The importance of cross-sector collaboration against unauthorised adverts

Collaboration with major platforms like Google, Bing, Meta, X/Twitter, and TikTok led to a policy change allowing only approved financial service ads. Since Google’s implementation, illegal ads decreased by almost 100%. While this is a significant step in curbing scams, more work is needed, especially by social media platforms, to address other illicit financial promotions.

Consumer awareness

Enhancing consumer awareness plays a pivotal role in combating financial crime. Investments in fraud detection technology by banks significantly curbed unauthorised fraud in 2022 – with 61.5p of every £1 of attempted fraud prevented from occurring. Yet, with fraudsters increasingly directly targeting consumers, the surge in APP cases in 2023 underscores the urgency of consumer education. Initiatives like ScamSmart and InvestSmart strive to inform consumers, complemented by collaborations such as Stop Scams and Take Five. Despite these endeavours, APP fraud persists. The liability of banks in the APP Fraud process has resulted in more banks being much more risk averse and refusing more and more client transactions.


In April 2023, the FCA and Advertising Standards Agency (‘ASA’) collaborated on a campaign aimed at engaging influencers and their representatives. The objective was to provide them with comprehensive information regarding what constitutes unlawful financial promotion. This effort was geared towards ensuring their awareness of regulations and legal requirements, thus preventing the unauthorised promotion of financial products. The campaign received substantial media coverage, with 36 pieces featured across various platforms, including six national titles. It also generated over 45,000 views on social media platforms and elicited approximately 1,500 interactions.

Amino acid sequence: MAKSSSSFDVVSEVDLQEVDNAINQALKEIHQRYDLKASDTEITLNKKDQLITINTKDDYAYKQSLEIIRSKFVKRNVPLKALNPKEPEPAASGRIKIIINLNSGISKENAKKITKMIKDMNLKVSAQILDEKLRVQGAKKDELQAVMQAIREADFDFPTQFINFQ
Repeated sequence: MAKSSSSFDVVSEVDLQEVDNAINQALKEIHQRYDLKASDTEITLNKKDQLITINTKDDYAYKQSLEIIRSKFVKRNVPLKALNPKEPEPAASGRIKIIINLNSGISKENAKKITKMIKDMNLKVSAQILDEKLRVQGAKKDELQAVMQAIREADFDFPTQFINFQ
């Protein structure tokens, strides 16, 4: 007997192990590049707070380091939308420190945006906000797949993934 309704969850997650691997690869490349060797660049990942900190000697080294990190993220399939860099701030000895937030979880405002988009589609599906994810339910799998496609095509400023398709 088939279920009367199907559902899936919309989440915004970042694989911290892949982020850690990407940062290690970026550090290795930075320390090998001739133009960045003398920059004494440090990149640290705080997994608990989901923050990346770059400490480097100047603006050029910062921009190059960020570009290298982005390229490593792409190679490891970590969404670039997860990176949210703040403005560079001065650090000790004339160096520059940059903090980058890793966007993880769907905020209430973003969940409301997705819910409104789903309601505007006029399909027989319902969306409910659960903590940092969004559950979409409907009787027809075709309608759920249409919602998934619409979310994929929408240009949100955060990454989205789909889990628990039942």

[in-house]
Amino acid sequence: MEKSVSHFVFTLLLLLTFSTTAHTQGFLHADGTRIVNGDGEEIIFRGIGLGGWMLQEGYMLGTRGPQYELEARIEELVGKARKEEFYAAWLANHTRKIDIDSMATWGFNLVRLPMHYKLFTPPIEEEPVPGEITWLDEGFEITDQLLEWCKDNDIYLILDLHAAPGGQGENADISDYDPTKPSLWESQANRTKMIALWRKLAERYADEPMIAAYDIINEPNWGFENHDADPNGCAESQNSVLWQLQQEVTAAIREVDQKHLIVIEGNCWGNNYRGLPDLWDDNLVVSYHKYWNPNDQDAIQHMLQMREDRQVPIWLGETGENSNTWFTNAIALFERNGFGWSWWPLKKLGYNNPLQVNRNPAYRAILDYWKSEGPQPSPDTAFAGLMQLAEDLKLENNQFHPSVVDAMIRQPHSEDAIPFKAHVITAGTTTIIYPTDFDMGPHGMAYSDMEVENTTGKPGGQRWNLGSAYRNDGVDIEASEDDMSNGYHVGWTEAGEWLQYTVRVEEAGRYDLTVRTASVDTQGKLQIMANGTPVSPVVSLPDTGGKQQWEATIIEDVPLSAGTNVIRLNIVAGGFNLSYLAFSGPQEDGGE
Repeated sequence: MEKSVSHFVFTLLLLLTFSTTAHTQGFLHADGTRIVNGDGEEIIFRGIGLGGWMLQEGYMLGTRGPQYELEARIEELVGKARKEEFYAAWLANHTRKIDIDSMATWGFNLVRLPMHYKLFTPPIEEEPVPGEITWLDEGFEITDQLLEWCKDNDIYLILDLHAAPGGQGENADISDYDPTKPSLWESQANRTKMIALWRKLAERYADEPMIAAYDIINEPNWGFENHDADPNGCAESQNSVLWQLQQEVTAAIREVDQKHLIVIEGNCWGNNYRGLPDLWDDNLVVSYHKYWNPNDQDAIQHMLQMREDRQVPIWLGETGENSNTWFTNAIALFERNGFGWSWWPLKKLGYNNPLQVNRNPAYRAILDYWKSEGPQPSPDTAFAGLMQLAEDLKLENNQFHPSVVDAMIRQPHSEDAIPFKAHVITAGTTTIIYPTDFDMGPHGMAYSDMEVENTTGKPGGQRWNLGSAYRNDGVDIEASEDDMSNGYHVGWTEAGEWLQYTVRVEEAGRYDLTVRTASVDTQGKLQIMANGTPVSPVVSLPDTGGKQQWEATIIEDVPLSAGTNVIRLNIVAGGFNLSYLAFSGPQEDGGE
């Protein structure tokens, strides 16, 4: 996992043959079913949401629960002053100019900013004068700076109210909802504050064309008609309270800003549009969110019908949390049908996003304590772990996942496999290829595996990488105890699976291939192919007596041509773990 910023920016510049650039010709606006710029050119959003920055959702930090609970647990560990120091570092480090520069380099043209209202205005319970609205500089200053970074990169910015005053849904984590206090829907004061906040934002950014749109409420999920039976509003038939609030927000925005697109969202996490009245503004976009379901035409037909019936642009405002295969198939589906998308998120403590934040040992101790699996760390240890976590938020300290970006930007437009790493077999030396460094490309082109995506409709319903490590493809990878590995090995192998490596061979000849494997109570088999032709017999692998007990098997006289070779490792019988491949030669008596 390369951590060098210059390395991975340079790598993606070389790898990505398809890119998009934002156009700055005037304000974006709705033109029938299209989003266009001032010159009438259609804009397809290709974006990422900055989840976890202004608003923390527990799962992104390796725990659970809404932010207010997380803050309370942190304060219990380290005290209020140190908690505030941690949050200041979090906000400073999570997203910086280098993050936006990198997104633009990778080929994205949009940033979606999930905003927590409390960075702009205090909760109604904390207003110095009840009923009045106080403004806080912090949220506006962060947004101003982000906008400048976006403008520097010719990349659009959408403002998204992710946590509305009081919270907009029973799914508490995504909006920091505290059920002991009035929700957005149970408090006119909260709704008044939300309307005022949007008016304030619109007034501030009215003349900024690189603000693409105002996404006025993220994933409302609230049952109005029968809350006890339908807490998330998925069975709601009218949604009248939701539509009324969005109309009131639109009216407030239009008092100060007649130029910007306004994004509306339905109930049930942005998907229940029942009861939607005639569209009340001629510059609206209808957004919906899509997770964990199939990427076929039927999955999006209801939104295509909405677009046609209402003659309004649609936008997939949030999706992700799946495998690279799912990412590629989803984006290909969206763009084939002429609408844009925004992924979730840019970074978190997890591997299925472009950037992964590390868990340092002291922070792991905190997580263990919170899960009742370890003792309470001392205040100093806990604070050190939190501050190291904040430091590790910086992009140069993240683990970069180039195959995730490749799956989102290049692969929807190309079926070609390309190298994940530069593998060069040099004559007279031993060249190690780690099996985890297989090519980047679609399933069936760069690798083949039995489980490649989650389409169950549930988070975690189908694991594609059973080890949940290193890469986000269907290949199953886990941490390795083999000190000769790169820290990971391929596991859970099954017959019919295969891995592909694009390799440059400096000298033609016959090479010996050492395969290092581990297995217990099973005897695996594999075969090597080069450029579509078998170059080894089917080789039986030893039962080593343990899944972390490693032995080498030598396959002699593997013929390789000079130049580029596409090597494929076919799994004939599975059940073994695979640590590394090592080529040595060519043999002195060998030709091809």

Metrics – measuring effectiveness

Assessing the efficacy of financial crime prevention measures enables firms to gauge the impact of their interventions. We commend the PSR for publishing APP fraud performance data, fostering transparency and encouraging firms to pursue outcome-based, measurable solutions to combat the threat. Enhanced transparency and tangible outcomes bolster consumer confidence in the financial services industry’s financial crime risk control efforts.

As stated, when the PSR’s reimbursement mandate takes effect in 2024, it will require both sending and receiving firms to take responsibility for compensating victims. This serves as an additional motivation for firms to create new and effective strategies to combat APP fraud. Setting clear goals and metrics for these strategies will help firms showcase the advantages of their solutions, proving their effectiveness and enhancing trust among consumers and stakeholders in the financial industry.